As a final note, this is my first attempt at a Hobbit....ever.  Well, maybe not truly ever.  I may have painted one way back in the 1980s when I first started in the hobby, though I do not remember doing so.  But since picking the miniature hobby back up about ten years ago, this is my first time.  To those that know me, and my love of all things Tolkien, that admission may come as quite a surprise.  But to be honest, Hobbits have never been my favorite part of Middle-earth.  Yes, as an avid reader I can appreciate the achievement of simple ordinary men/Hobbits rising above the commons and performing heroic deeds.  It's the stuff fantasy is made of.  However, my eyes have always turned to the Professor's other creations -- the majestic elves, the grim Dunedain, the mysterious Istari, and especially the tragic figures of Feanor, Turin, and even Boromir.  Oh well, now that I've painted my first Hobbit, it wasn't so bad.  I guess I'll have to finish up the others now.  That will be no small task though.  Counting all the different versions of Hobbits, I have twenty-seven more to complete.  I better get to work...

Sunday, November 04, 2012

The Witching Season or Lack of Posts

As far as posts are concerned, October basically did not exist.  The only post I was able to make the entire month was an update stating that I was away with the flu.  Though I was sick for almost another week and a half after that post, I cannot blame my hobby inactivity entirely on being sick (though I can say, I have never been that sick before!).  See, October just happens to be the month when adults are allowed to dress up and get crazy without society looking down upon them.  And let me tell you, we take full advantage of that around here and take our Halloween very seriously.

Once I was feeling a bit better, I started on working on costumes for three different Halloween parties.  The first took place a week before that spookiest of nights and the theme was definitely pirates.  *Switching on pirate speak*  Below be a photo of your captain and me scurvy crew ere we boarded our prize and drank all the rum.

Me and me crew.  That be me beside the pretty lass on the left.

Though me crew came away from the nights festivities with nary a win for best scurvy group, we did manage to pillage away a best couple award.  It was a good night and party, made even better by the fact that we were allowed to discharge black powder pistols all evening without being harassed by the local militia.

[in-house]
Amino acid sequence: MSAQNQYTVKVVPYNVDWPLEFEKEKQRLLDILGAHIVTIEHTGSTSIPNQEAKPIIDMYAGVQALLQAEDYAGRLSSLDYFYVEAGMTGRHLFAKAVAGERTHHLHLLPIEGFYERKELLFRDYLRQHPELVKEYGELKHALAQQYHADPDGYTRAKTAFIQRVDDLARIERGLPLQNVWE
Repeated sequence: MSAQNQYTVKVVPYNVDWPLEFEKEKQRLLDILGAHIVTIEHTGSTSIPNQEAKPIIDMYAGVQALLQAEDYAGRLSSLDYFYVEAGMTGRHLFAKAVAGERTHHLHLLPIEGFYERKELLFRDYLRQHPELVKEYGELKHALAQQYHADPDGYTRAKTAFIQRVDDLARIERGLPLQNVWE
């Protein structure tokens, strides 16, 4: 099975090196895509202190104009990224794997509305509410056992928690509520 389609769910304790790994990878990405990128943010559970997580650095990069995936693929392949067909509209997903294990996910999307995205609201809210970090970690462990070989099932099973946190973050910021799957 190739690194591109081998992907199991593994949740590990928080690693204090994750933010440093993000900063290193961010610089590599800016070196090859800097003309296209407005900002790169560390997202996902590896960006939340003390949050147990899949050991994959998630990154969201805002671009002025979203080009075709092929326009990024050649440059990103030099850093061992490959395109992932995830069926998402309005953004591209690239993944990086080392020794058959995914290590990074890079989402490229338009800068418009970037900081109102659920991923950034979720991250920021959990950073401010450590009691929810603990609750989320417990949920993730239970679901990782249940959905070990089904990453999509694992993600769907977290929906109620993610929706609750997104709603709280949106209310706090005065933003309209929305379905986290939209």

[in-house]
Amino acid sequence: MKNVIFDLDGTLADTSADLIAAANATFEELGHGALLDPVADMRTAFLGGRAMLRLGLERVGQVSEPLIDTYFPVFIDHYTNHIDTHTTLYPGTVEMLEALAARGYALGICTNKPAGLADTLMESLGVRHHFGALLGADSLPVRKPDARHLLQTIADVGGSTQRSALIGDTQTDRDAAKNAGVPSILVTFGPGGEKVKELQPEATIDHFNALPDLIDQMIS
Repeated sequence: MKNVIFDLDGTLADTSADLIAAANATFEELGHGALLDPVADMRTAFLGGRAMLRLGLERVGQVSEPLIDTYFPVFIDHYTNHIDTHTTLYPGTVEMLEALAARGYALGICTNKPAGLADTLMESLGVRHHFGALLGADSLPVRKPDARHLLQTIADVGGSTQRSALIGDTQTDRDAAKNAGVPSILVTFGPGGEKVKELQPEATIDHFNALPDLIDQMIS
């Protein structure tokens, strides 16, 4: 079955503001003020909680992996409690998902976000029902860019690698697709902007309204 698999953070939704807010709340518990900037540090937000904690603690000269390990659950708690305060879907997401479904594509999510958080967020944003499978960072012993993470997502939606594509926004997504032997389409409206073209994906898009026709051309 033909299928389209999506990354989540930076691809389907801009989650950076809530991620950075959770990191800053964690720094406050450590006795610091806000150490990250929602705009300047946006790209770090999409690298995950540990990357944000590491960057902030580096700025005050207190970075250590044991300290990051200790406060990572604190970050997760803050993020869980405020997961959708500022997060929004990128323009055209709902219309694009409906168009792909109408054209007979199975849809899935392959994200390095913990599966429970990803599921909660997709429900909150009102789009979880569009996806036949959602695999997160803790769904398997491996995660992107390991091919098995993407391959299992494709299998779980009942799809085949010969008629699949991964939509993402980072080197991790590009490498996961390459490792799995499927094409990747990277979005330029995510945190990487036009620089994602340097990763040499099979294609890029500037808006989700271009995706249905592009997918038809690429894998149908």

Captain Warden and his lass.

Just a few short days after the pirate invasion came party number two.  I scrambled to come up with something scary this time, but I wanted a costume with a bit of a fantasy feel as well.  I thought about something Lord of the Rings related like a Wraith or a goblin, but time was ticking and I was running out of options.  Finally I settled on something completely make-believe and became a.....wait for it...a Dark Lord.  While not completely original, it did look pretty good, especially at night with the lights down low.  The only problem was that several people asked me if I was "that Star Wars guy".

The Dark Lord and his Stunning Simplicity.

Since the Dark Lord was actually host of the party, that same Dark Lord was not eligible for a costume win.  However, my thirst for human souls and winning trophies would not go unquenched for the evening.  Though I could not win my own costume contest, there were no rules preventing me from winning every game of Beer Pong that the Dark Lord played.  And what Dark Lord does not enjoy a game of Beer Pong with a comely partner/prisoner?  By the way, Beer Pong was another reason for my absence.  I spent a good portion of the preceding weeks working on a fantasy themed table.  Sadly, I was unable to complete it by this night so I spent the hours before building a quick replacement table.  The main table is now complete and I'll post photos in the near future.

The Dark Lord uses his special power to ensure the win for he and his teammate.

October 31st came just three short days later and with it, party number three.  Instead of painting miniatures, I found myself cutting plywood and building and painting a viking shield.  It was a fun project though.  I found several references online about authentic viking shields and tried to replicate most of what I read.  The size is correct along with the grip I built on the back.  The boss however is a replica and the edging around the shield itself is painted to look like leather or iron.  It was an eye opening exercise, by the way.  Just the weight of my replica shield was substantial.  I cannot imagine what a fully functional shield must feel like to carry and fight with.

The work paid off.  I was able to take home the best male costume award for the evening.  A bottle of wine was waiting for the winner but perhaps a horn of mead would have been more appropriate.

Well, The Witching Season is now over and it's time to get back normal.  As I sat and painted miniatures for a while today, I couldn't help but smile as I realized that although we may grow up to become responsible adults, the desire to dress up and play make believe never truly goes away.

I hope everyone had a great Halloween.  Now back to the normal hobby stuff......